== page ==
Rocked last year by a financial scandal dubbed India’s version of Enron, the worst now is over and the healing begun for engineering-services provider Mahindra Satyam, a high-ranking executive says.

Since its founder Remalinga Raju confessed in January 2009 to cooking the books and inflating the company’s assets by some $1.5 billion, the firm, formerly known as Satyam Computer Services Ltd., has had to restate previous financial reports, while recording steep losses for the past two fiscal years.

“Other than Enron, I don’t think anyone came close to the complexity and magnitude of fraud as we have here,” Vineeet Nayyar, appointed Mahindra Satyam chairman late last year, told the Associated Press in September.

The scandal took its toll on the company, as it put a freeze on business with existing clients, chilled prospects for new customers and had workers running for the doors. Since 2009, headcount reportedly has fallen from 45,000 people to 27,000, while the roster of active clients plunged from 500 to 350.

It also forced a planned acquisition by another Mahindra Group operation, Tech Mahindra, which reportedly will pay $580 million in a largely white-knight rescue of Mahindra Satyam, and it has raised the prospects for class-action litigation in the U.S. from unhappy investors, who saw the company de-listed from the New York Stock Exchange on Oct. 14.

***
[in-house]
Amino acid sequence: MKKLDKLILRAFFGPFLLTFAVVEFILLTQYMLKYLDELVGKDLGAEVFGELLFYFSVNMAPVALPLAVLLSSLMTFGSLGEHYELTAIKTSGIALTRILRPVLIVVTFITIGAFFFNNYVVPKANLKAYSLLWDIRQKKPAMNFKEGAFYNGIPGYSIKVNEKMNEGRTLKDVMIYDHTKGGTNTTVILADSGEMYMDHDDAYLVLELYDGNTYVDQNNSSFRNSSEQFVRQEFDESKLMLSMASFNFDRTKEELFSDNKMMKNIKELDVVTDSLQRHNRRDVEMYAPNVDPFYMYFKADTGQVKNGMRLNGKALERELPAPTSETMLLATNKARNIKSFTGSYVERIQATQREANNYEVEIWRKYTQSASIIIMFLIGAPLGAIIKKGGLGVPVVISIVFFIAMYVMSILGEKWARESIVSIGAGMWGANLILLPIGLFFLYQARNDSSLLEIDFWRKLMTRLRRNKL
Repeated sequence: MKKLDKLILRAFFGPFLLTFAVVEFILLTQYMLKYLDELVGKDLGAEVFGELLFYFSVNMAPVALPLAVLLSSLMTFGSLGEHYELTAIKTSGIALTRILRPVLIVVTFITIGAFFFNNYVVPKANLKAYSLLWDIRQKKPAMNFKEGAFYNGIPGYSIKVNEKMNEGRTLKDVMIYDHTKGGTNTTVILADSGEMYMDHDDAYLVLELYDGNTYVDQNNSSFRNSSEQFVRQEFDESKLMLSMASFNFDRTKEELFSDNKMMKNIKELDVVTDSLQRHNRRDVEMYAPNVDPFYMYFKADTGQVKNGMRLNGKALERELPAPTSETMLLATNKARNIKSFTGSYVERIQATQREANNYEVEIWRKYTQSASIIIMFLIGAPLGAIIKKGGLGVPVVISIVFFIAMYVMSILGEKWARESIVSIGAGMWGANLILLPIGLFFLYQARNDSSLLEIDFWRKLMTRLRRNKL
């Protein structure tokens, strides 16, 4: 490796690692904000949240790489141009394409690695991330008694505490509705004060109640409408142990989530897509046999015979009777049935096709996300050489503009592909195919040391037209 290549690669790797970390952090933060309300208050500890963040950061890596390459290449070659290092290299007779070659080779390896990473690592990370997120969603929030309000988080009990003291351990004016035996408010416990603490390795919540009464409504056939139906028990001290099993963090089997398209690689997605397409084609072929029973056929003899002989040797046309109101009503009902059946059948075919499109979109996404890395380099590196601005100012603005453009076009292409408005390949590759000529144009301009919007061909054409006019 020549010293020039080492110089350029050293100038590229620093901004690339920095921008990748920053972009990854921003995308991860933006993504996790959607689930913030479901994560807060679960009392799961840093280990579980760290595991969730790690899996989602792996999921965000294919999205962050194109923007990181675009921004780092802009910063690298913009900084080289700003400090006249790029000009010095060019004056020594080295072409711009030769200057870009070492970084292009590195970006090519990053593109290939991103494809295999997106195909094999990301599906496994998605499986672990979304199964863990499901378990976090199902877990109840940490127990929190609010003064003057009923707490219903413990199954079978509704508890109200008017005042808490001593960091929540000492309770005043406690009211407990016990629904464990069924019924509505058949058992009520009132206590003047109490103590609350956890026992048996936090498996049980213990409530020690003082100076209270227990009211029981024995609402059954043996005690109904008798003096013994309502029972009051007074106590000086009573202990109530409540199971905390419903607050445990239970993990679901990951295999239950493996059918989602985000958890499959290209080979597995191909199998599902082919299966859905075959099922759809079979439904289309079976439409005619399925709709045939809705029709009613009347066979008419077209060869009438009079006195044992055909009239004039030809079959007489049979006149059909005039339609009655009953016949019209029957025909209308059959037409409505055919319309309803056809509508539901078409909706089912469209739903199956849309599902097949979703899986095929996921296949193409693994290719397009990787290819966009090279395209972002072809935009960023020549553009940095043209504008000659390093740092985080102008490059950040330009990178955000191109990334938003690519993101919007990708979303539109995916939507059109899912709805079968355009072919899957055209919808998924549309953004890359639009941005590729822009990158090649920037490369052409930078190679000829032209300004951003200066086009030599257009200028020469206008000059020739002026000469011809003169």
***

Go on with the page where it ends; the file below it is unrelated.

But Karthikeyan Natarajan, who heads up Mahindra Satyam’s Integrated Engineering Solutions Practice, says the dust is settling and it’s closer to business as usual for the Hyderabad-based firm.

“I think (all) that’s behind us,” he tells Ward’s in a phone interview from Boston, where he was in town for a client summit. “In the last six months, a lot of structure has been put in place and customers (have been) constantly communicated to about the changes. Customers have been privy to all the details to make sure the company is clean and ready for the next set of activities.”

Natarajan has been in the U.S. for several weeks, taking part in an October workshop in Detroit geared around the values of global engineering and the secrets to penetrating the Indian market, as well as visiting with key North American customers.

The executive says he made the rounds to more than 30 current clients and met with 20 new prospects during his U.S. swing.

About one-third of Mahindra Satyam’s engineering workforce is focused on automotive, with another third supporting the aerospace industry and the remainder dedicated to consumer products. Roughly 60% of its automotive work is tied to Tier 1 suppliers, with 40% directly supporting OEs, Natarajan says.

“During the first three to six months (of 2010), there was a freeze on new business from existing customers, and new customers were trained to look at your financials and were waiting for that,” he says. “(But) I think between the two of them, we are (back to) our business scheme with our customers.

“We have a portion of our customers in aerospace and automotive who are the best in their industries, and they continue to work with us,” he adds. “So I don’t think (there is) a challenge in maintaining customers.”

Natarajan also believes the worker exodus is over and says the company is well on its way to rebuilding its relationship with employees.